Wednesday, December 24, 2008
I thought I would give spelt a try again. I haven't had any for the past 6 months at least and I have always liked its nutty taste (besides the fact that it's an ancient grain). Unfortunately after 2-3 days of reintroducing it in my diet, I've been starting to experience bloating, stomach aches and other benign digestive disorders...Therefore I think Spelt is something I can only have in small amount and once in a Blue Moon.
Yet I wonder if I would have more luck with sprouted spelt flour. Sprouted flours are highly digestible. According to Shiloh Farms' website : "When grains are sprouted they are converted into a living food with more vital nutrients that are more easily absorbed by the body. Sprouted flour digests as a vegetable not as a starch."
That might be worth trying, especially since I have found myself to be increasingly interested in sprouting and raw foods lately.
Monday, December 22, 2008
But since I've been experimenting (and having fun) with making scented tinctures for my incenses, I thought it was time for me to start making medicinal herbal tinctures as well. After all, life doesn't always allow you time for making tea or having the right herbs handy, especially when traveling.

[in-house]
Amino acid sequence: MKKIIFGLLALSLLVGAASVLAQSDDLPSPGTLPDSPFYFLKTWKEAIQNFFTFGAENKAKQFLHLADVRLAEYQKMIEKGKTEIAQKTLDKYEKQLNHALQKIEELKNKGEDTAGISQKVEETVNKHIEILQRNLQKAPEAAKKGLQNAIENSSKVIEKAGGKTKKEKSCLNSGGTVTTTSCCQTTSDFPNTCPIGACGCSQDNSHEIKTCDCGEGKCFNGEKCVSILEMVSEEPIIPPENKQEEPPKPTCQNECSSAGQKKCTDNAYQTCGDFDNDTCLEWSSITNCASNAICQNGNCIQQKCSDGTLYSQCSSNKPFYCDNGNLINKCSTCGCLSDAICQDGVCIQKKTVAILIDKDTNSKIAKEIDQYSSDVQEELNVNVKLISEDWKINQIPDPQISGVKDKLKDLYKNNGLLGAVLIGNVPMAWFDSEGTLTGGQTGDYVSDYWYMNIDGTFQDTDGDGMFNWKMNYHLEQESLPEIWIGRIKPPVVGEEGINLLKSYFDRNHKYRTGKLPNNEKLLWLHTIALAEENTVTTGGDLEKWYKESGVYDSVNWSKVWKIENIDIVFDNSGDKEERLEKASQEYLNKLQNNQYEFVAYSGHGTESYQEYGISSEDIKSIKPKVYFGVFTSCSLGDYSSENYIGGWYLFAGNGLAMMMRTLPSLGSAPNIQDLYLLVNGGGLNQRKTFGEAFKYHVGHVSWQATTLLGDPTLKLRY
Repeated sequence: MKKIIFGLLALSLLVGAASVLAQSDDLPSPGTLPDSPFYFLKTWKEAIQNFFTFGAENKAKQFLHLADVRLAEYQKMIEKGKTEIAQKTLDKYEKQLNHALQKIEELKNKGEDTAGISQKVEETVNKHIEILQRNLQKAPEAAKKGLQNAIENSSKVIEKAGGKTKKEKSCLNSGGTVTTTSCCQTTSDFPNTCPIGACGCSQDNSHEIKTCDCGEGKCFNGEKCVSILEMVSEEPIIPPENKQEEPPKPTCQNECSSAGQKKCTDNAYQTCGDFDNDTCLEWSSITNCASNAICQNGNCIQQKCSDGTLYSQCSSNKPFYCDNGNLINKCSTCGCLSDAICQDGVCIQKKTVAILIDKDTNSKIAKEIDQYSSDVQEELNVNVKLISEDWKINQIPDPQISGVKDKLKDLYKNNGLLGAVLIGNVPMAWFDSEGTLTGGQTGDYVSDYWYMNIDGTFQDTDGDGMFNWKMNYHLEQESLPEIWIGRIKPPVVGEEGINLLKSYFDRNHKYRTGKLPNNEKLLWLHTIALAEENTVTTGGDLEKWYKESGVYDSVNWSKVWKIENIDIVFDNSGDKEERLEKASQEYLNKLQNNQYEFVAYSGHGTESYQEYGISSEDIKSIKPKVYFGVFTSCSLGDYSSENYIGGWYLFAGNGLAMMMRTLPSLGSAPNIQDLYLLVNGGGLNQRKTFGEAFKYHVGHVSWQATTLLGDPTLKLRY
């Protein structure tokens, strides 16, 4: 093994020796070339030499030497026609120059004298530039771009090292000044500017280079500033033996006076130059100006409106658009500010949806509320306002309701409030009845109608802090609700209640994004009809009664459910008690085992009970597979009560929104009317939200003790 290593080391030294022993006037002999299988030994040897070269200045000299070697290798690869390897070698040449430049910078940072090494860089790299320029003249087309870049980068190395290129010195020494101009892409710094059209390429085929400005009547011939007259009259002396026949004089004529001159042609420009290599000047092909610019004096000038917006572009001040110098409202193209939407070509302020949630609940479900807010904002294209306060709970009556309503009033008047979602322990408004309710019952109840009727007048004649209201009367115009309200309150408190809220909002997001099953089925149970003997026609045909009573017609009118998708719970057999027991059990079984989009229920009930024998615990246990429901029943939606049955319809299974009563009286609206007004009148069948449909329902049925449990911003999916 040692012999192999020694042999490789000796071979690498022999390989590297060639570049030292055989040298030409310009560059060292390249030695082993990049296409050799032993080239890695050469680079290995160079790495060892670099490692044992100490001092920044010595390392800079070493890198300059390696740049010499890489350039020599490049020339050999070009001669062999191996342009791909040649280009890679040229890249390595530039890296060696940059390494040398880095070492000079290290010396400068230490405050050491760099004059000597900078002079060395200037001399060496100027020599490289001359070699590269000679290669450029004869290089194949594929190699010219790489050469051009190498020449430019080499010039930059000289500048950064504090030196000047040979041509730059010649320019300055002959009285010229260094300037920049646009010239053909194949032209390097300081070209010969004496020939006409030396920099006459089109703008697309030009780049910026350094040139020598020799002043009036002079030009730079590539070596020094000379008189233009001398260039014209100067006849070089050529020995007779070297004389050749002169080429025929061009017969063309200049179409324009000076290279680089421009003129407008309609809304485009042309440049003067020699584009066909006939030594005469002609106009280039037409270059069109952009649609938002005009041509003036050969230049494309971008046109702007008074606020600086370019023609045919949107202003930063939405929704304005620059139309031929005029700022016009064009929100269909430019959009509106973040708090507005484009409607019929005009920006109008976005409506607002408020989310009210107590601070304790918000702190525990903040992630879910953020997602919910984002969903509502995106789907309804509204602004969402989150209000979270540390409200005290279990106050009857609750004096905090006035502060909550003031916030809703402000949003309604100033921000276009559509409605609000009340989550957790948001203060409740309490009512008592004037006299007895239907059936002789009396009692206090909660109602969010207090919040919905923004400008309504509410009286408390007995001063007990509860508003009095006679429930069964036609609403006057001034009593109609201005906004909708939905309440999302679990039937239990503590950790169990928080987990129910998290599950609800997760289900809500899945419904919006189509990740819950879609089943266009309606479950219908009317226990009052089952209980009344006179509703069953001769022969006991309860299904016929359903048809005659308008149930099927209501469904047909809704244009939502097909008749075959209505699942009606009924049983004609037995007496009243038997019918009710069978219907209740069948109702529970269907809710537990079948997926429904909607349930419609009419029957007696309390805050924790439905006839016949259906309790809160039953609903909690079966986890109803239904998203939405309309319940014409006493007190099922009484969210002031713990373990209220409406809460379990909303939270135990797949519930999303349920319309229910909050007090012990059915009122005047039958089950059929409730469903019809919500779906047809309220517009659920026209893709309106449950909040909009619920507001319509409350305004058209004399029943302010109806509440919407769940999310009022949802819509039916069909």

I don't need large amounts and prefer using dried herbs. After consulting "Herbal Teas - 101 Nourishing Blends for Daily Health & Vitality" by Kathleen Brown (in which they also mention other forms of herbal medicine), I have calculated that for making 2oz of tincture, I needed about 1 tbsp of dried herbs. I'm well aware that these homemade tinctures won't probably have the same potency than commercial tinctures or ones made with fresh herb material...But I'm sure that they'll be just fine for my personal use (as well as family & friends) ;).
I already bottled an Elderberry & blossom tincture and just prepared a carminative/digestive blend of fennel & anise seeds.
Sunday, December 21, 2008
Beneath the web of light
Dancing in the moonlight
On a cold new year's night
And it seemed we were lifted
Flown across the years
By power-circle seers
And the Goddess and John Barleycorn
Will put flesh upon bones
Fly ribbons round the barrows
Plant footprints round the stones
The Goddess and John Barleycorn
Will keep the spirit strong
For those who remember
For those who sing the song
So stand in the circle
Weave the web of light